By Chris Downing, director of product management at Sage

In the current climate, it’s never too late for businesses, especially small and medium-sized enterprises (SMEs) to start planning for the future. As businesses adapt to the new normal, they will need to make choices about how their businesses recover and, in some cases, reinvent. Yet, despite this, Sage research shows only a third (36%) have started planning for a partial easing of lockdown conditions.

Business owners find themselves in a challenging environment, but there are safety nets in the form of government support schemes and even opportunities inherent in remote working they can take advantage of. Yet, SMEs first need to strengthen the foundations of their business – their cashflow, data and systems – to maintain continuity, as well as plan for the future. ‘Business as usual’ will not return for some time, so SMEs should adapt for working in a new, faster and possibly all-virtual economy.

Maintaining cash flow and liquidity

Many industries are experiencing reduced demand and SMEs will feel continued cash flow pressure as customers seek to extend their payment terms. Ongoing expenditure, in the form of employees’ salaries and outgoings, combined with less cash coming in will remain a real test for businesses.

The government continues to offer grants and business loans, and SMEs should take full advantage of them. Indeed, 66% of SMEs have already applied for grants under the Job Retention Scheme or intend to do so. Even once lockdown conditions have lifted, there’s no reason not to take part if paying salaries is stretching your business’s ability to run.

Yet, the application process can be difficult for a business that doesn’t have its data in order. Information will be needed, including reference pay and employee personal information from Finance, Payroll and HR teams. If this information isn’t easily accessible, applying for financial support can waste precious time and resources.

Fortunately, the shift businesses have made towards centralising integrated data in the cloud helps to streamline the application process. Unifying information makes locating specific data points quick and easy, helping teams move faster and be more productive.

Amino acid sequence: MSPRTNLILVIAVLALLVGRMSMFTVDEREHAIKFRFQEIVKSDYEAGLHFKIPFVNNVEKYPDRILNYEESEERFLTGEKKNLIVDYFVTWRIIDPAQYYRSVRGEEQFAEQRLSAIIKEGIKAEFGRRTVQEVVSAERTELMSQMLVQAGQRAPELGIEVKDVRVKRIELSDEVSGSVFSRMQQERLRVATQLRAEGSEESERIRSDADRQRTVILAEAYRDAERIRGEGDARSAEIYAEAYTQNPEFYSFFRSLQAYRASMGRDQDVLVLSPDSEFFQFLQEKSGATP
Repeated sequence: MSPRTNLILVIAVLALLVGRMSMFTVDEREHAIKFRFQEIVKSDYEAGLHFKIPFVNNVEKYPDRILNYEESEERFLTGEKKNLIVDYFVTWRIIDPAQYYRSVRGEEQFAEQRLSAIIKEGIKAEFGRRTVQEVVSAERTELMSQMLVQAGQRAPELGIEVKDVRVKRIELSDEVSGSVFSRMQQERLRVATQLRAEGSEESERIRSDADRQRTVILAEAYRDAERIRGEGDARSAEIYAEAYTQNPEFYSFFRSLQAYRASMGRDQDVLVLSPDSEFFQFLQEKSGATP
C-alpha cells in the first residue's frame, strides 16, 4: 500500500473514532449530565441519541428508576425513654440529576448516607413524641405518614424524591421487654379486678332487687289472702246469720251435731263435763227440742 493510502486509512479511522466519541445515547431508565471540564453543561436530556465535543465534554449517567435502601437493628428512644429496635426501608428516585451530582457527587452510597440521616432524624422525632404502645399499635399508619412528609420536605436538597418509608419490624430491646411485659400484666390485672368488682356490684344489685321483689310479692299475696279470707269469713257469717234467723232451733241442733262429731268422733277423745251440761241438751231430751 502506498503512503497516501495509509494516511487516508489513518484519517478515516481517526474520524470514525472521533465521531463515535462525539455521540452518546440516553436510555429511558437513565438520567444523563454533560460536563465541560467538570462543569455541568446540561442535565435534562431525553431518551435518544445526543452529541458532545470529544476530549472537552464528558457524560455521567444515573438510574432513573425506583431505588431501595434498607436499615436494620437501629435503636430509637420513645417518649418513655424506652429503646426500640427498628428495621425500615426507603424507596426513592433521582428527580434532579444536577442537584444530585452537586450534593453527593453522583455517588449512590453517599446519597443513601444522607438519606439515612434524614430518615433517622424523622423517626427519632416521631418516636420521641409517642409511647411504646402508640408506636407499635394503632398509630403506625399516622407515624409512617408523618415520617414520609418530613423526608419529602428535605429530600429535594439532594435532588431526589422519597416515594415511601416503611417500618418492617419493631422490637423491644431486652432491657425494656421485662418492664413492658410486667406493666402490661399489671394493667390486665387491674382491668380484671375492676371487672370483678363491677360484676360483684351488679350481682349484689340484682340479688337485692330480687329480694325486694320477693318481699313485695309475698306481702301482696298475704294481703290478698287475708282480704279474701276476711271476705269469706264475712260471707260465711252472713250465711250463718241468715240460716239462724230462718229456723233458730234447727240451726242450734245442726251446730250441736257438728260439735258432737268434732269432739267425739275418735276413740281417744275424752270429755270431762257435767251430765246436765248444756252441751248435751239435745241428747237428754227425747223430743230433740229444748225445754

Furthermore, tools to help simplify forecasting and enable businesses to plan for cash flow voids, keep track of invoices (to ensure they’re paid), and empower informed decision making can be a huge support system for business owners. This is particularly the case in smaller organisations where the owner double-hats as the CFO.

A world that’s working from home

SMEs also need to adjust to a future of virtual working. Only half of businesses believe it’s safe for employees to go back to the office after lockdown. Working from home has become universal over the last few months, and it won’t be going away any time soon. Google, Facebook and Twitter have been some of the first brands to offer employees the option to work from home in the long term, but it’s likely to become standard practice for many companies as the threat of coronavirus remains active.

This doesn’t need to be bad news for businesses. Many of the SMEs able to offer their services digitally are already reaping the benefits. The majority of employees (82%) say they're more productive when they have access to remote working, and 58% say it improves job satisfaction. Productivity has actually improved for 34% of UK businesses since the lockdown began as many industries – including financial advisors, certain manufacturers and distributors – work to service increased client demand in an uncertain time.

Fewer absences and the potential to save costs on office space could make working from home a permanent move for many SMEs. Yet, while remote working can increase collaboration, cut costs and boost productivity, it only works when the right systems and support are in place for colleagues.

Remote workers may feel disconnected from the business and find it difficult to find the information they could easily ask for around the office. Many will continue to search for a new optimal work-life balance and childcare routine, leading to elevated stress levels that can impact performance and wellbeing. It’s important for businesses to equip employees with the tools and resources they need to perform at their best. Establishing regular virtual meetings and updates between staff and managers can also help to manage workloads and provide staff support.

Technical support will remain very important for remote workers, but this can lead to HR and IT support teams feeling inundated with requests. A centralised online filing system - where employees can access support resources, FAQs and submit requests if they need further help - can give staff the ability to self-serve. It helps them get the information they need quickly, and reduces administrative time that lets manager focus on more strategic tasks.

Ready for the future

The next few months will see challenges for businesses of all sizes. Conditions are changing hourly, and recovery will be gradual. No one can tell what the ‘new normal’ will look like. Yet businesses aren’t powerless in the face of the pandemic. SMEs can make crucial decisions now that mitigate challenges and strengthen their businesses.

Digitising operations where possible, and adopting cloud tools to streamline operations, will help SMEs protect their cashflows. Providing the tools to work from home will allow staff to continue working safely and productively. Having the digital pillars in place, will help SMEs kick-start their engines, whether it’s to ride out the storm today or get ‘back to work’ in the future.